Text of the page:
What has been your proudest moment, greatest achievement, deepest connection in your time at ADS?

I’m not able to look back and pinpoint one moment that I could rule as my proudest. Instead, I have reflected throughout this placement and now, at the end as a whole, and it makes me incredibly proud. From assisting with Centrelink, to resume writing, to supporting DFV disclosures at a police station, to encouraging and arranging a university application for a client. Every experience has been a proud moment. Being able to go into situations that are completely new to me, and being given the trust to do that – not only from the staff at ADS but also the clients themselves – is what makes me the proudest. 

Amal Dib (right) enjoyed her involvement with ADS’s English Conversation Classes and will continue to volunteer as a tutor. 

‘Be You With Us’ is ADS’s tagline, and it reflects the organisation’s commitment to welcoming and accepting everyone of all ages, gender, culture, sexuality, and religious beliefs. How have you been encouraged to ‘Be You With Us’ during your time with ADS?

ADS staff have always encouraged me to be myself and have never been made to feel like I had to reduce any part of my identity, but rather the opposite. At ADS I have felt like my opinions, my thoughts and my ideas were recognised. I felt a part of the team and was extremely welcomed.

What more should the Australian Government be doing to welcome migrants and refugees and to ensure they find the support they need to adjust quickly and well to life in Australia?

To answer this question, I would need an entire essay. The Australian Government’s ‘support’ for refugees and migrants is a lacklustre attempt at service provision. The government must work harder to meet the needs and wants of refugees and migrants by listening to the community, upholding their voice and instilling relevant and holistic policies, programs and funding that places them at the centre, not neoliberal ideologies. I think the notion of adjusting quickly is a common white, colonial mindset. To expect and want refugees and migrants to adjust ‘quickly’ increases re-traumatization and places immense pressure to adapt to ‘Australian’ ways of life, which often are centred in whiteness. Instead, I believe the Government needs to invest in programs that walk alongside refugees and migrants at their own pace, to remove the fast-paced and rigid reporting systems, and to centre refugees and migrants as experts in their lives.

‘At ADS I have felt like my opinions, my thoughts and my ideas were recognised. I felt a part of the team and was extremely welcomed,’ says Amal Dib (at centre in blue).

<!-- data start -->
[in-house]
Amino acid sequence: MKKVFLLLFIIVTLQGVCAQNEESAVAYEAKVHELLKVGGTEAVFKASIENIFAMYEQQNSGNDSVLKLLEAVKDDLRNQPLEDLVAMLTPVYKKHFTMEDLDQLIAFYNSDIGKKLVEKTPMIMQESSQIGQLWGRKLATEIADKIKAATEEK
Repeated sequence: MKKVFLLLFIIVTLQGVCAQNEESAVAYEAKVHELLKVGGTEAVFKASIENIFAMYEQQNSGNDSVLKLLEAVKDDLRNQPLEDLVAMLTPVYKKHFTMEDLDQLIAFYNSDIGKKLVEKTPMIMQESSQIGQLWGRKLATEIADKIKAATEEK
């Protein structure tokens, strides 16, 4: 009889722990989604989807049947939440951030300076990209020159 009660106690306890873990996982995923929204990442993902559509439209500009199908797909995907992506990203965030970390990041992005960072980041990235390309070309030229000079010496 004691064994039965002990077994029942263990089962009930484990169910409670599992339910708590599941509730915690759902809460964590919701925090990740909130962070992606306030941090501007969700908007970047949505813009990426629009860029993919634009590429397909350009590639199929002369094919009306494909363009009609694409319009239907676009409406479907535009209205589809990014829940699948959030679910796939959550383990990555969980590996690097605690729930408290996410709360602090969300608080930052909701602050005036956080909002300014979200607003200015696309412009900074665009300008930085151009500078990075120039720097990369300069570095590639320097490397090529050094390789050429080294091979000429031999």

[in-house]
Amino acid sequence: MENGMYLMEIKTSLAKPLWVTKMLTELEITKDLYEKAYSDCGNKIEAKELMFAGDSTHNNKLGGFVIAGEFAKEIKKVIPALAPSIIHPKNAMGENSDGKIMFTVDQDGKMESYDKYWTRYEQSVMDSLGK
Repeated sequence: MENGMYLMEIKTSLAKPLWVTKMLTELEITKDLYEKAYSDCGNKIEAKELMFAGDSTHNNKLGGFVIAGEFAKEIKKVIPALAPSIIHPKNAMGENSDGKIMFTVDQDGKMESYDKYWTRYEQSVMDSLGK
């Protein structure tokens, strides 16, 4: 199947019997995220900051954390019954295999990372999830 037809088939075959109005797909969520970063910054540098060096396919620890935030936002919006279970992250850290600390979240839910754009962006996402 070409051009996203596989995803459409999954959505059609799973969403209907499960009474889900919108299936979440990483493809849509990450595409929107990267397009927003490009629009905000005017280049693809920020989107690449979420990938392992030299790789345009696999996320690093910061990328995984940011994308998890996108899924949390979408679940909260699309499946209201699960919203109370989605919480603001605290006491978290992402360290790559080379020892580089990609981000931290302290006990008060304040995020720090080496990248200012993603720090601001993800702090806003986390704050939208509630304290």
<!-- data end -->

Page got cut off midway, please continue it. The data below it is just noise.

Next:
What is your ultimate goal and how has the work you’ve done with ADS equipped you for what you would like to do next?

I don’t think I am able to say what the future holds for me but my ultimate goal is to be able to ensure people feel like they aren’t alone and that there will always be someone backing them. It would be somewhat naive to say my ultimate goal is to make systemic change and change the world as much as I would like to. Focusing on that alone risks me ignoring the reason I came into social work; for people. My goal is to appear as a real person, someone that can be relied on, to be given the privilege of trust, to advocate and to make a conscious effort to continuously respect, hold and value the stories that are shared with me. I won’t be the one making change, but rather the clients and communities themselves, and I will get the honour of standing beside them through that transformation.

Please finish this sentence: I love ADS because … you can see the incredible passion that the Settlement and Community staff have in supporting communities. Working alongside such community- and socially just-minded service providers has been an amazing experience and I have learnt so much from them.

Postnatal program offers Nepalese families support and connection

Postnatal program offers Nepalese families support and connection

A 20-week program led by Advance Diversity Services for parents and grandparents from the Nepalese community has given participants a safe space to share their experiences and gain critical information about mental health and wellbeing in the postnatal period. 

ADS worked in collaboration with Kogarah Storehouse, the South Eastern Sydney Local Health District (SESLHD) and other local services to offer the postnatal support group sessions, which included a mix of networking time, workshop activities, and self-care activities like stretching and yoga.

Sessions were co-designed with the Nepalese community and in consultation with two bicultural workers from South Eastern Sydney Local Health District – Basudha Karki and Sajana Golay Lama.

Mothers, fathers, grandmothers and grandfathers attended the informative sessions presented by health professionals and community workers and say they were educational, practical and supportive.

Having bicultural workers present and interpreting at all sessions, as well as The Kogarah Storehouse providing the venue, catering and childminding, meant participants felt comfortable and understood, and could make the most of their learning.

‘We know from providing services in the Nepalese community that new mothers in the community are experiencing postnatal depression but there are a lot of factors that prevent them from getting the support they need,’ said ADS Project Coordinator Rishi Acharya.

‘We also know parenting is not a nuclear family event in Nepalese culture – with many grandparents living with their children to help raise their grandchildren. Parenting education benefits all the family and has a flow-on effect – which is why grandparents have been so important in this project.’